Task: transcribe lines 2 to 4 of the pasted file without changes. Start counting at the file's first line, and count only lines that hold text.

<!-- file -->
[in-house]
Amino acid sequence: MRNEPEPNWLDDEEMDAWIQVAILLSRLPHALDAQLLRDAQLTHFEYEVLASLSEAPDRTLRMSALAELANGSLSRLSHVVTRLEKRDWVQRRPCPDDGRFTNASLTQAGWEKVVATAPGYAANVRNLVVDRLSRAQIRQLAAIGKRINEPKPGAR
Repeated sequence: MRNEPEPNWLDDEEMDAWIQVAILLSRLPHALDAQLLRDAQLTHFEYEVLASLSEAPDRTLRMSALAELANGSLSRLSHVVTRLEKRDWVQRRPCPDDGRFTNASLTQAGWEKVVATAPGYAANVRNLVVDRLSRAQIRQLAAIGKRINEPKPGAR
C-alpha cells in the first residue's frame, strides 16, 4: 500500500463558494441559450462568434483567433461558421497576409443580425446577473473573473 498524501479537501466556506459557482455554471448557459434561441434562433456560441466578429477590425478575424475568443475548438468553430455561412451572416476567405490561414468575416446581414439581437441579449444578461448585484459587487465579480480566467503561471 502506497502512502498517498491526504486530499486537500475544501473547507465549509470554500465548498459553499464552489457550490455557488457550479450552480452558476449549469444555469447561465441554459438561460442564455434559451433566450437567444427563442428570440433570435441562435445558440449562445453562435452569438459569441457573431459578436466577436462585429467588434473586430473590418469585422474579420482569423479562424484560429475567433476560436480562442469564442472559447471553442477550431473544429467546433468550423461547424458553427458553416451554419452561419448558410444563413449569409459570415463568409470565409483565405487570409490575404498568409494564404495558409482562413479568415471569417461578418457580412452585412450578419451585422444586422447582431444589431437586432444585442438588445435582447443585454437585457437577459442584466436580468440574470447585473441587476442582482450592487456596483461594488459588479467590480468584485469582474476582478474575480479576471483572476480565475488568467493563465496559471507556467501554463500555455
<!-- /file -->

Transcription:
Amino acid sequence: MRNEPEPNWLDDEEMDAWIQVAILLSRLPHALDAQLLRDAQLTHFEYEVLASLSEAPDRTLRMSALAELANGSLSRLSHVVTRLEKRDWVQRRPCPDDGRFTNASLTQAGWEKVVATAPGYAANVRNLVVDRLSRAQIRQLAAIGKRINEPKPGAR
Repeated sequence: MRNEPEPNWLDDEEMDAWIQVAILLSRLPHALDAQLLRDAQLTHFEYEVLASLSEAPDRTLRMSALAELANGSLSRLSHVVTRLEKRDWVQRRPCPDDGRFTNASLTQAGWEKVVATAPGYAANVRNLVVDRLSRAQIRQLAAIGKRINEPKPGAR
C-alpha cells in the first residue's frame, strides 16, 4: 500500500463558494441559450462568434483567433461558421497576409443580425446577473473573473 498524501479537501466556506459557482455554471448557459434561441434562433456560441466578429477590425478575424475568443475548438468553430455561412451572416476567405490561414468575416446581414439581437441579449444578461448585484459587487465579480480566467503561471 502506497502512502498517498491526504486530499486537500475544501473547507465549509470554500465548498459553499464552489457550490455557488457550479450552480452558476449549469444555469447561465441554459438561460442564455434559451433566450437567444427563442428570440433570435441562435445558440449562445453562435452569438459569441457573431459578436466577436462585429467588434473586430473590418469585422474579420482569423479562424484560429475567433476560436480562442469564442472559447471553442477550431473544429467546433468550423461547424458553427458553416451554419452561419448558410444563413449569409459570415463568409470565409483565405487570409490575404498568409494564404495558409482562413479568415471569417461578418457580412452585412450578419451585422444586422447582431444589431437586432444585442438588445435582447443585454437585457437577459442584466436580468440574470447585473441587476442582482450592487456596483461594488459588479467590480468584485469582474476582478474575480479576471483572476480565475488568467493563465496559471507556467501554463500555455